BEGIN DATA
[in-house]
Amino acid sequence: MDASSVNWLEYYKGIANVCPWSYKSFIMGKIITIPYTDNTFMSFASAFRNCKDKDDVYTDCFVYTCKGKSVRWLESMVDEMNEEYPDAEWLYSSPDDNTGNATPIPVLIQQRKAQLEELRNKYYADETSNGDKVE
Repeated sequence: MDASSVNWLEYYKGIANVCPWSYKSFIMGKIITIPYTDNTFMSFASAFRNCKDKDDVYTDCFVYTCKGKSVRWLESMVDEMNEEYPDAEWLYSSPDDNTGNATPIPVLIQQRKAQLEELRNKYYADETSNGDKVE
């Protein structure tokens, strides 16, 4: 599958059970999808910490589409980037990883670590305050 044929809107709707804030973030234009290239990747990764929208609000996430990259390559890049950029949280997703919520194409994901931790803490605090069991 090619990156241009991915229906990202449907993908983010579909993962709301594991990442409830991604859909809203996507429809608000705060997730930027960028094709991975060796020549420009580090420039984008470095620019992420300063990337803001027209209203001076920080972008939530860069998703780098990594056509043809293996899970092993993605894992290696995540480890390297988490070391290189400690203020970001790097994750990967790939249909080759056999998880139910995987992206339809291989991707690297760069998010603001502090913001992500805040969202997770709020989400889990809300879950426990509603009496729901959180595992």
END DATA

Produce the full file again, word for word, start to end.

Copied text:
[in-house]
Amino acid sequence: MDASSVNWLEYYKGIANVCPWSYKSFIMGKIITIPYTDNTFMSFASAFRNCKDKDDVYTDCFVYTCKGKSVRWLESMVDEMNEEYPDAEWLYSSPDDNTGNATPIPVLIQQRKAQLEELRNKYYADETSNGDKVE
Repeated sequence: MDASSVNWLEYYKGIANVCPWSYKSFIMGKIITIPYTDNTFMSFASAFRNCKDKDDVYTDCFVYTCKGKSVRWLESMVDEMNEEYPDAEWLYSSPDDNTGNATPIPVLIQQRKAQLEELRNKYYADETSNGDKVE
């Protein structure tokens, strides 16, 4: 599958059970999808910490589409980037990883670590305050 044929809107709707804030973030234009290239990747990764929208609000996430990259390559890049950029949280997703919520194409994901931790803490605090069991 090619990156241009991915229906990202449907993908983010579909993962709301594991990442409830991604859909809203996507429809608000705060997730930027960028094709991975060796020549420009580090420039984008470095620019992420300063990337803001027209209203001076920080972008939530860069998703780098990594056509043809293996899970092993993605894992290696995540480890390297988490070391290189400690203020970001790097994750990967790939249909080759056999998880139910995987992206339809291989991707690297760069998010603001502090913001992500805040969202997770709020989400889990809300879950426990509603009496729901959180595992």